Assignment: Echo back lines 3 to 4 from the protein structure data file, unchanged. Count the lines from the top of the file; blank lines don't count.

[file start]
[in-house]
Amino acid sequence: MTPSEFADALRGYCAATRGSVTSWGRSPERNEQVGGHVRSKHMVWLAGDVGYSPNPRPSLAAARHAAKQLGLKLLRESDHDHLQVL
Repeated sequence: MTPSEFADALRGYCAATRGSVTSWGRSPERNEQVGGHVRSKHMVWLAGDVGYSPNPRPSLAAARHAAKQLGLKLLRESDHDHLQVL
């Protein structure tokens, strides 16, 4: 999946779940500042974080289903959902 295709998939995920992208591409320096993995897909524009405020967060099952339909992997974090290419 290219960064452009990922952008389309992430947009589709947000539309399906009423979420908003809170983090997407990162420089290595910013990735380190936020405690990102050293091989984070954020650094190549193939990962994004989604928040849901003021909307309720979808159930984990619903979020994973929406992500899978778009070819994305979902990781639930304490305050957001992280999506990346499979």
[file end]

Repeated sequence: MTPSEFADALRGYCAATRGSVTSWGRSPERNEQVGGHVRSKHMVWLAGDVGYSPNPRPSLAAARHAAKQLGLKLLRESDHDHLQVL
């Protein structure tokens, strides 16, 4: 999946779940500042974080289903959902 295709998939995920992208591409320096993995897909524009405020967060099952339909992997974090290419 290219960064452009990922952008389309992430947009589709947000539309399906009423979420908003809170983090997407990162420089290595910013990735380190936020405690990102050293091989984070954020650094190549193939990962994004989604928040849901003021909307309720979808159930984990619903979020994973929406992500899978778009070819994305979902990781639930304490305050957001992280999506990346499979």